Talking Trash with Heather Rogers
THE CLUI PROVIDED ANOTHER INSTALLMENT in its thematic program about the waste stream, with a presentation by Heather Rogers, author of Gone Tomorrow: The Hidden Life of Garbage, last spring.
Rogers is an independent filmmaker and writer whose widely praised book is a history and analysis of the main channels of the waste stream - hauling, dumping, landfilling—and the reasons why we generate so much of it, in the first place.
Garbage is a fairly new invention, connected with mass production of things made out of paper, plastic, metal, and glass. In the last 30 years, Americans have doubled the amount of trash we collectively generate, and now packaging—not even really a product itself - takes up around 30% of landfill space. Rogers suggests that recycling makes us feel better about our waste generating habits, while instead we should be feeling worse, and compelled to do something.
Understanding garbage enables us to understand ourselves. As Newton’s third law states, “for every action there is an equal and opposite reaction.” And so, the other side of consumerism could be said to be excretionism, which is something we all participate in, though we would sooner not think about it. This realm is not always pleasant of course, which is exactly why it is so…rich.
As the great garbologist Bill Rathje observed, modern dumps are the midden mounds of contemporary culture. In his work at Fresh Kills landfill in New York, the largest dump in the nation, he found that the stratigraphy of this archeology was aided by the fact that the historical layers inside the mound were dated to the day, by still legible editions of the New York Times. He found that trash disintegrates a lot slower than we thought. It is here to stay.
Rathje’s work sampling and analyzing the past 50 years of America entombed at Fresh Kills, along with the work of the Garbage Project at the University of Arizona, which sampled local waste streams and made demographic and social extrapolations based on their findings, is microcosmic.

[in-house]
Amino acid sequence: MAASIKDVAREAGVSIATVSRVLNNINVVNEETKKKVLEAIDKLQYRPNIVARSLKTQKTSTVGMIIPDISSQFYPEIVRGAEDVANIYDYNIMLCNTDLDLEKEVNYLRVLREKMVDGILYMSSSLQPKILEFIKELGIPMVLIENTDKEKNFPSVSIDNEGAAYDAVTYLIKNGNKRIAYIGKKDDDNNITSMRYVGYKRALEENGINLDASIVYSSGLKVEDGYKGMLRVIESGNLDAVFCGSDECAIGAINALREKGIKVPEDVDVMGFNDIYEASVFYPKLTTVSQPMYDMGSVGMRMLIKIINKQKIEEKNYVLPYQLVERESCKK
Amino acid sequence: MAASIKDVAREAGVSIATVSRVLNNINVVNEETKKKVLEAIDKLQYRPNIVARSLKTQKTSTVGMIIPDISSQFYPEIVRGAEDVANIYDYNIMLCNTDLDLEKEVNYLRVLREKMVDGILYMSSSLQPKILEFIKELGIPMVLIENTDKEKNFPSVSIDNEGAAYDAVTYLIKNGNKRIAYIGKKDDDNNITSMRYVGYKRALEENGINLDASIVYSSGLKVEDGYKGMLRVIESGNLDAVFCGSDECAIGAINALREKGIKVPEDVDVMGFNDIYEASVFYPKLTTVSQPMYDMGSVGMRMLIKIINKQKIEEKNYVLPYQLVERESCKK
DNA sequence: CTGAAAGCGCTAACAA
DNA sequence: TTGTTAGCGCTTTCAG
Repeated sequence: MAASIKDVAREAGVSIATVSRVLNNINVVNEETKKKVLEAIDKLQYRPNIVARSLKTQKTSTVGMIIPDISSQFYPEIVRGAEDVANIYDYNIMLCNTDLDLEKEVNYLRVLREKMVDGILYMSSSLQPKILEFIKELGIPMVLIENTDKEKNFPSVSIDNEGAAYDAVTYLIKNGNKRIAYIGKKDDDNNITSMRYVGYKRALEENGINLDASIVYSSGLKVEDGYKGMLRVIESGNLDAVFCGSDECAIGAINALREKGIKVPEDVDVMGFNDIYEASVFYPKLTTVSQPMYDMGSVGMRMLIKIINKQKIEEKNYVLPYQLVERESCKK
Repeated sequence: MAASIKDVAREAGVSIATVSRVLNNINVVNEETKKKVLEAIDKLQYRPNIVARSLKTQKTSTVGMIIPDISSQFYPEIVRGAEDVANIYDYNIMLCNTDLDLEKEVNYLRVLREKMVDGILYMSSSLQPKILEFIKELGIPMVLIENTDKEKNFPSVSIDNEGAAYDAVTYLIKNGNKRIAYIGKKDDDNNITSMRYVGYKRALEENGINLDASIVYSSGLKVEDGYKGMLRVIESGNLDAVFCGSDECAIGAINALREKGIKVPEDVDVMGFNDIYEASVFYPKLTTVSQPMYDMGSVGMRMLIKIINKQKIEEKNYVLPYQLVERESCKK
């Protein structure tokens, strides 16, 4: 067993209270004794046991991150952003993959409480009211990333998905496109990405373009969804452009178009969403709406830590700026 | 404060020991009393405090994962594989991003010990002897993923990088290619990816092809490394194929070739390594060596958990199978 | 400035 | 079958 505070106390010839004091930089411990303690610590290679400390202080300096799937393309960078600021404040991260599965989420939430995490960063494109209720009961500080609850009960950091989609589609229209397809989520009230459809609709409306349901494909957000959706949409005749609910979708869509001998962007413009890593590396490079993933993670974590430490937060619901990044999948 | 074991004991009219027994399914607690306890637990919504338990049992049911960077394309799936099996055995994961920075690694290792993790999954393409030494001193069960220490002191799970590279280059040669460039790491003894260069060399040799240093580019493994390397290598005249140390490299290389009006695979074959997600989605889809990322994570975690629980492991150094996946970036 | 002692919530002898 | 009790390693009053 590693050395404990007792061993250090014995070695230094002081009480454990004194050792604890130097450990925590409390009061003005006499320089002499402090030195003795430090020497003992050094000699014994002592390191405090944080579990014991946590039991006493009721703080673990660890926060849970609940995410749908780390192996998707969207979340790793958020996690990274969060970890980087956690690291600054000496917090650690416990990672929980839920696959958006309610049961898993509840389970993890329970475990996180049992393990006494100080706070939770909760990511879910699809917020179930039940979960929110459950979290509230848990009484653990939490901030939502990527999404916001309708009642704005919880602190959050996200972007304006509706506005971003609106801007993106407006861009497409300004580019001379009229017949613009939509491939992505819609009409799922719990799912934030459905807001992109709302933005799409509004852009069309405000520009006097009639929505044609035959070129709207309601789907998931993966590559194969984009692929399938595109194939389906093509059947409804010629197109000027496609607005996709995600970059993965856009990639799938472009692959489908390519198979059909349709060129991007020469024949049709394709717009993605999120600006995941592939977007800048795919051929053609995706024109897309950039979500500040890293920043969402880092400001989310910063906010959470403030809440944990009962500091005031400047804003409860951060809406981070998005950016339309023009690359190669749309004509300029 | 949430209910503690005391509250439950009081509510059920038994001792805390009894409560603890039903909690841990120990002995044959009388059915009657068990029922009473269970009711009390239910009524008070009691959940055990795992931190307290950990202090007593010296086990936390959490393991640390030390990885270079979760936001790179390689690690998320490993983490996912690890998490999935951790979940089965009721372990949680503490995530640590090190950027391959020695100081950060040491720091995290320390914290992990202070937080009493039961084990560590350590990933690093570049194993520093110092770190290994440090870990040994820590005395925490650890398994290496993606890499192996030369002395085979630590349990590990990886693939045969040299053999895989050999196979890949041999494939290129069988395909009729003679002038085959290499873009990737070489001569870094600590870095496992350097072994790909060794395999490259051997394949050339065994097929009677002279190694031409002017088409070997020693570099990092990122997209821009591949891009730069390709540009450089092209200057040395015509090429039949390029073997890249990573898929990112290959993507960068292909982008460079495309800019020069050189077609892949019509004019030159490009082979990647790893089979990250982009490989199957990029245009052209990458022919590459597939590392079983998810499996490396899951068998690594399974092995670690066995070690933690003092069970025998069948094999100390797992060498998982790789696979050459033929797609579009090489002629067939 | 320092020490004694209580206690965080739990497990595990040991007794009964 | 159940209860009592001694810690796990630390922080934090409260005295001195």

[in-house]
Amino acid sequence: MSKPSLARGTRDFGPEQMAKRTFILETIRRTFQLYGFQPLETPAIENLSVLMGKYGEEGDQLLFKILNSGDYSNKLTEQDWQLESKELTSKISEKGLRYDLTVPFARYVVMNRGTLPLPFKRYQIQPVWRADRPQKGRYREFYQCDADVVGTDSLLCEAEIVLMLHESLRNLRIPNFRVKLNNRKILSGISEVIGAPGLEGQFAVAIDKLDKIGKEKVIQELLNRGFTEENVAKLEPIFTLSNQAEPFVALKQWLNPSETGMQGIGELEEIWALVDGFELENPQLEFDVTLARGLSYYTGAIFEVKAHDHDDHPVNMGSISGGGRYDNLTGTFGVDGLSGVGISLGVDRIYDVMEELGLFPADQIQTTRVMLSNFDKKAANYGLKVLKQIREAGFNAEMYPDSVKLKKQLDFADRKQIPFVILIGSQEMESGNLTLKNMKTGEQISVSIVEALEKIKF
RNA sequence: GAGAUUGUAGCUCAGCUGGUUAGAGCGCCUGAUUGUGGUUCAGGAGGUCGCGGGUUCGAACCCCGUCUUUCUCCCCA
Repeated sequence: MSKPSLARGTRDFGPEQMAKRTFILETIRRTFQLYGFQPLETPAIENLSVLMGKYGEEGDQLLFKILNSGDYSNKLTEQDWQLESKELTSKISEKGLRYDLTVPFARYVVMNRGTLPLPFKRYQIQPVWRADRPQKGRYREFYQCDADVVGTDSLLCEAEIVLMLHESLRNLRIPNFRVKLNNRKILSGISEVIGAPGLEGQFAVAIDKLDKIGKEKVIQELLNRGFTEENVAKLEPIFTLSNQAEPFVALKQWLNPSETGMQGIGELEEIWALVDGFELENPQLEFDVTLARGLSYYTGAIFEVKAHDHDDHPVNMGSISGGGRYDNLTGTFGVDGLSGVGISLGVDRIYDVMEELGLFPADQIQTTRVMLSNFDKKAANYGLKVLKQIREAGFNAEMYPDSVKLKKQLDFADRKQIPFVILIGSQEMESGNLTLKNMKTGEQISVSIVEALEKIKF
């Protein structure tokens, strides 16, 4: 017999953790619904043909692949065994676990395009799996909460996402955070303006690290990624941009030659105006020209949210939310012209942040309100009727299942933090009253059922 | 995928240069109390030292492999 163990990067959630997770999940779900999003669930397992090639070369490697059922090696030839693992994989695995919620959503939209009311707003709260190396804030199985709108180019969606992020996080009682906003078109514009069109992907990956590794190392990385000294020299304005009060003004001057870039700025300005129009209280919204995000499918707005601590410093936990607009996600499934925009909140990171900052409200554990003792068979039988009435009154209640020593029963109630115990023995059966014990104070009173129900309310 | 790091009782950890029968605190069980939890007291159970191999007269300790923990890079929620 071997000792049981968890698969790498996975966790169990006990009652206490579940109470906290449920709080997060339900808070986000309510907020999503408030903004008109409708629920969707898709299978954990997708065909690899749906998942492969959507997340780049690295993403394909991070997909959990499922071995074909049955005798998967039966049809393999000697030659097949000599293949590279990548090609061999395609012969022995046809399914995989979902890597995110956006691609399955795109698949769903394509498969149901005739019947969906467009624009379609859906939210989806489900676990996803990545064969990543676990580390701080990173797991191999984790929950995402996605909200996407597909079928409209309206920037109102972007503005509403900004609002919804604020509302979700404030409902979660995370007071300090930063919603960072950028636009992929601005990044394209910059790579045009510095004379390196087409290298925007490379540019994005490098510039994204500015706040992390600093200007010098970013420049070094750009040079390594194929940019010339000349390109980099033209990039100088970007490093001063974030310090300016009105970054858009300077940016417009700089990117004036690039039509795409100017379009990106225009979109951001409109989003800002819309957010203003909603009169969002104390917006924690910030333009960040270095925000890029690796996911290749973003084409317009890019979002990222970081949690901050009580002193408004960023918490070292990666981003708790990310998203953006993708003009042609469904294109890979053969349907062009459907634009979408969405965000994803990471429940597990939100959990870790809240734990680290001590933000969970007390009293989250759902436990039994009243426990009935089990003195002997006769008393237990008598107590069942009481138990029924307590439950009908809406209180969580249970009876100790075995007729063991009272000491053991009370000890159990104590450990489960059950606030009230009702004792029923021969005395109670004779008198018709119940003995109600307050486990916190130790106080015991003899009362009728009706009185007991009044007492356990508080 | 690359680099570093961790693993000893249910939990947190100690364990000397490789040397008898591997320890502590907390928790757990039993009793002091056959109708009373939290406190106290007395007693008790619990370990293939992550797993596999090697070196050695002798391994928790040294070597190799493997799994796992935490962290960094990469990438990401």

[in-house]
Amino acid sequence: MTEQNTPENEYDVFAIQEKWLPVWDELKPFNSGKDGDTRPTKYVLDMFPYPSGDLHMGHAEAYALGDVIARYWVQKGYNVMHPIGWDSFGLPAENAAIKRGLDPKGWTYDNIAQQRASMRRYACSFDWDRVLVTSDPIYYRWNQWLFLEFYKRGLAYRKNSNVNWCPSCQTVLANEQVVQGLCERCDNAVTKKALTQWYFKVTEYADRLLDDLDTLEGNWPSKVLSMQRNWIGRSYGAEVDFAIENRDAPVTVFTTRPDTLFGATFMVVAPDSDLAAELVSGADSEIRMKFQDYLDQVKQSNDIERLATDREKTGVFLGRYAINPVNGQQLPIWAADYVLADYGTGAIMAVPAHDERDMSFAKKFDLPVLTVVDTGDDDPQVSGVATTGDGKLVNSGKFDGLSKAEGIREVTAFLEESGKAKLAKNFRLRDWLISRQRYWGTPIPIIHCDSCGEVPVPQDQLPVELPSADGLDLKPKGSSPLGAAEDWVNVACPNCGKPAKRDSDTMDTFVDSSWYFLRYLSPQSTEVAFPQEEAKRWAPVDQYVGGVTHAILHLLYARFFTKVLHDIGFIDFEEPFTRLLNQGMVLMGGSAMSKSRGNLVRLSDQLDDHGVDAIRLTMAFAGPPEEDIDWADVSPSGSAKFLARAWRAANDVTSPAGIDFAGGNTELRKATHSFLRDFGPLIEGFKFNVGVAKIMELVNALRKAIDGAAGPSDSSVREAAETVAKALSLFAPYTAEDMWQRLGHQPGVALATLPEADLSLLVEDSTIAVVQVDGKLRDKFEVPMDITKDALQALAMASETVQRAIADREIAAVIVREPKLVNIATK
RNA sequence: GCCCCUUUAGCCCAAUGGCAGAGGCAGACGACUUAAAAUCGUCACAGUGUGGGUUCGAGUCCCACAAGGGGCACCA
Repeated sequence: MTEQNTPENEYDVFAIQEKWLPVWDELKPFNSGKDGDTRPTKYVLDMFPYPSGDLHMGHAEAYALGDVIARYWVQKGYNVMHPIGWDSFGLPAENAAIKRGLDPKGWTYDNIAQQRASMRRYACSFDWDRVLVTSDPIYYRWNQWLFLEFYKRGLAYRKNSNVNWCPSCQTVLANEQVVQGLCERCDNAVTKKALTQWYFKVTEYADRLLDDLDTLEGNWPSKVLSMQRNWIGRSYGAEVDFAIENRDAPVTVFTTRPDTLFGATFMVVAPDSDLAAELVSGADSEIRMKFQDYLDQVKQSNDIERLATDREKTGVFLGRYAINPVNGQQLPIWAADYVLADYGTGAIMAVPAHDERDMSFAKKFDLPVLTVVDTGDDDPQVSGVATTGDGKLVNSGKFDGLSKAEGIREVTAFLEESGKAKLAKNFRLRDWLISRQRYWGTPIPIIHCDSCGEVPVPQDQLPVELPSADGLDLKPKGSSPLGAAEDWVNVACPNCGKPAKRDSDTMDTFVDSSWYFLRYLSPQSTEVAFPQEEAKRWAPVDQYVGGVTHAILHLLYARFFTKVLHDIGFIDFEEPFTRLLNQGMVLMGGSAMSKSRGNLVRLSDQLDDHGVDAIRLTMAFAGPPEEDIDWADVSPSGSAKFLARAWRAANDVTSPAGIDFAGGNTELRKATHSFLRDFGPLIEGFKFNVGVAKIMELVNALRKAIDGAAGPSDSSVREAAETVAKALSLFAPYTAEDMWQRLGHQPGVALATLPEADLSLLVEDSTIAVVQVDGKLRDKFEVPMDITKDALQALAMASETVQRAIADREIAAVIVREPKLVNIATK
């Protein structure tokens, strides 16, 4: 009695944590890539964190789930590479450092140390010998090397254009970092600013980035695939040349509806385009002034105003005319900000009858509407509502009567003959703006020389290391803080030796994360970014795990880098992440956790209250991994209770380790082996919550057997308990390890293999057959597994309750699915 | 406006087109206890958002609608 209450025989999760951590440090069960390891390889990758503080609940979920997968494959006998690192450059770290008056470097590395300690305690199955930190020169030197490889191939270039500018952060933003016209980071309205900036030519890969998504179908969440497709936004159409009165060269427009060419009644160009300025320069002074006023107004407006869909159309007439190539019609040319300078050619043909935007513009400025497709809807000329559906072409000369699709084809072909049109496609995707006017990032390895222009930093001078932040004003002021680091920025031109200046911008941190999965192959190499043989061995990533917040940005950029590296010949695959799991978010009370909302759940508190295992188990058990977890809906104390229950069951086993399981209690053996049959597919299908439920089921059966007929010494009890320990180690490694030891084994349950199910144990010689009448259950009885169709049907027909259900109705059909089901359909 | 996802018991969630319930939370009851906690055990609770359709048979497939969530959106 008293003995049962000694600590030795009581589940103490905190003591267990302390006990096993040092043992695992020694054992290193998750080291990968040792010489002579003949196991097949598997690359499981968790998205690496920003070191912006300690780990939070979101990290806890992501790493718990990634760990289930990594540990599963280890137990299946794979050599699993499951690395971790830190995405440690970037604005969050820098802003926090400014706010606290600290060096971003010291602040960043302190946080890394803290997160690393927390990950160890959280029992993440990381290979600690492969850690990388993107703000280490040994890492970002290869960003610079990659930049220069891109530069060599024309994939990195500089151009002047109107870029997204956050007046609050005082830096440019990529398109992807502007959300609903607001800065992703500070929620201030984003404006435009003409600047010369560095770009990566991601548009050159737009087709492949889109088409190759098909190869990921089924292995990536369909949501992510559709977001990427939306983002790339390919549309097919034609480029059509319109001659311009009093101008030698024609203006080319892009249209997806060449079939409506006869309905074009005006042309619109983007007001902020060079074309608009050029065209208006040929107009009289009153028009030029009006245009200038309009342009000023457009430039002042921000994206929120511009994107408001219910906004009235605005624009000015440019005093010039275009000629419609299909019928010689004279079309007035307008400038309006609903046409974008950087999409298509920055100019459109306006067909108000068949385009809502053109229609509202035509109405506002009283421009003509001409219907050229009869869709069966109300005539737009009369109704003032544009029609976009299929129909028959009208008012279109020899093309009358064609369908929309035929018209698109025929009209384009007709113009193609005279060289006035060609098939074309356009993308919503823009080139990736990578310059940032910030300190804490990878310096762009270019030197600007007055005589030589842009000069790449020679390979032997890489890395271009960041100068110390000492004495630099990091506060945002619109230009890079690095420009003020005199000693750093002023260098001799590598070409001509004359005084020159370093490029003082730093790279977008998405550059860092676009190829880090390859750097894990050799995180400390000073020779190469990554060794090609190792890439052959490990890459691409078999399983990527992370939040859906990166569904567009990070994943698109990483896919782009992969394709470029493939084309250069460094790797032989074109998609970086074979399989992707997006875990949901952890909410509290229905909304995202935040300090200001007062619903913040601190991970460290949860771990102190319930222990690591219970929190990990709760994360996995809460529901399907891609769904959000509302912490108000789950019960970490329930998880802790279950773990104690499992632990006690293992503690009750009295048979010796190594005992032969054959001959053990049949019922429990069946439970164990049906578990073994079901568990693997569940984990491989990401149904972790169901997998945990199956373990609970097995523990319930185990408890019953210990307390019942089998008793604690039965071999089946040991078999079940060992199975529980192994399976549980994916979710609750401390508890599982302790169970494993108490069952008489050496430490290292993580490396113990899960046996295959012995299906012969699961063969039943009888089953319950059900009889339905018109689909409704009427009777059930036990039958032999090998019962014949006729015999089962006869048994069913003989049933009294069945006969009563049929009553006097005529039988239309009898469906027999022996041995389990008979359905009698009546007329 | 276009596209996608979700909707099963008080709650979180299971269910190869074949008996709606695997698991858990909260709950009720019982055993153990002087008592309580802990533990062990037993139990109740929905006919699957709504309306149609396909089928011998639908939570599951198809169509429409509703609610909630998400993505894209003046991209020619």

Heather Rogers’ work is macrocosmic. She is a garbologist (which, I’m sorry Heather, you become after you write a book about garbage, whether you like it or not) who strives to see the big picture. Under her gaze is the system of flow, the networks and nodes that refuse passes through on its way to some hypothetical disappearance.
And as we illustrate in numerous projects here at the Center, there is no away. The Gone Tomorrow in the title of her book is the perpetual horizon of the near future that we never can reach, as we are always here today.
Rogers showed her film and addressed a packed house at CLUI Los Angeles, providing insight into the world of waste. Her presentation was supported by the Center’s Independent Interpreter Program, where we periodically invite someone who is doing interesting work in and about the landscape to present their work to a general audience at the CLUI.
It was also an event in the CLUI thematic program series on the waste stream. Other upcoming events in the Waste Stream program include an exhibit about a journey through Los Angeles’ solid waste network, and a public tour to the dump, coming up. ♦